Sometimes it seems to me that the "LCMS" is less a fellowship than a franchise, and that, instead of living in communion with one another, we are engaged in a competition over heads of sheep. But I don't want to think of things that way. Although I have different opinions and practices than some of my brothers in office, and some points of significant disagreement, I don't view my colleagues as competitors, but as fellow ministers of the one Gospel of our one Lord Jesus Christ. That is why I will not receive their members into my congregation and pastoral care without first of all making sure that they are "in the loop" and respected for the sake of their office and their labor in the Gospel. Indeed, I have done the same when Christians approach me from outside the Lutheran Church altogether. But what does it mean for the fellowship of the Missouri Synod when brothers in office do not afford each other the same courtesy and respect? Is this typical or unusual?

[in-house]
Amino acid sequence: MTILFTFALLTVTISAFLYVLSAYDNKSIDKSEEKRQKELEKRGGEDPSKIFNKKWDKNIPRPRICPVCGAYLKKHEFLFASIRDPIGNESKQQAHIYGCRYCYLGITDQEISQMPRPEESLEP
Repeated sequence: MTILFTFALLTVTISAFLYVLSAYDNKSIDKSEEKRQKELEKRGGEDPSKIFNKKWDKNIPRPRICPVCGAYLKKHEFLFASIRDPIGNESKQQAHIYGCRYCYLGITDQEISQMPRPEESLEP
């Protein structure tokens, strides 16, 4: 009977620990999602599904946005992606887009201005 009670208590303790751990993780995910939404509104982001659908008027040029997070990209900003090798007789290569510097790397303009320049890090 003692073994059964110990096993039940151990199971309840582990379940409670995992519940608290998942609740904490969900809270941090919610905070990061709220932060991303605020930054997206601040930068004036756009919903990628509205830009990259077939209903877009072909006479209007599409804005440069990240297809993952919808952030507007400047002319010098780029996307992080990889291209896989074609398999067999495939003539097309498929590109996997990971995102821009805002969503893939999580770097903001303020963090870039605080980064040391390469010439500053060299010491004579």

8 comments:

wmc said...

Proper churchmanship, especially local, is rare indeed. There are the occasional bright spots, as you describe, but on the whole we are competing franchises, though McDonalds has much greater uniformity when it comes to product and practice.

"Loose Federation" is probably a more accurate description.

Welcome to reality.

Rev. Eric J Brown said...

Too many times the local congregation is worried about itself - finances, numbers, what a person or family might mean to it. Occasionally we will get visitors from neighboring congregations, and people will have their eyes light up - maybe we will grow -- and it takes a bit to convince people that this isn't really "growth."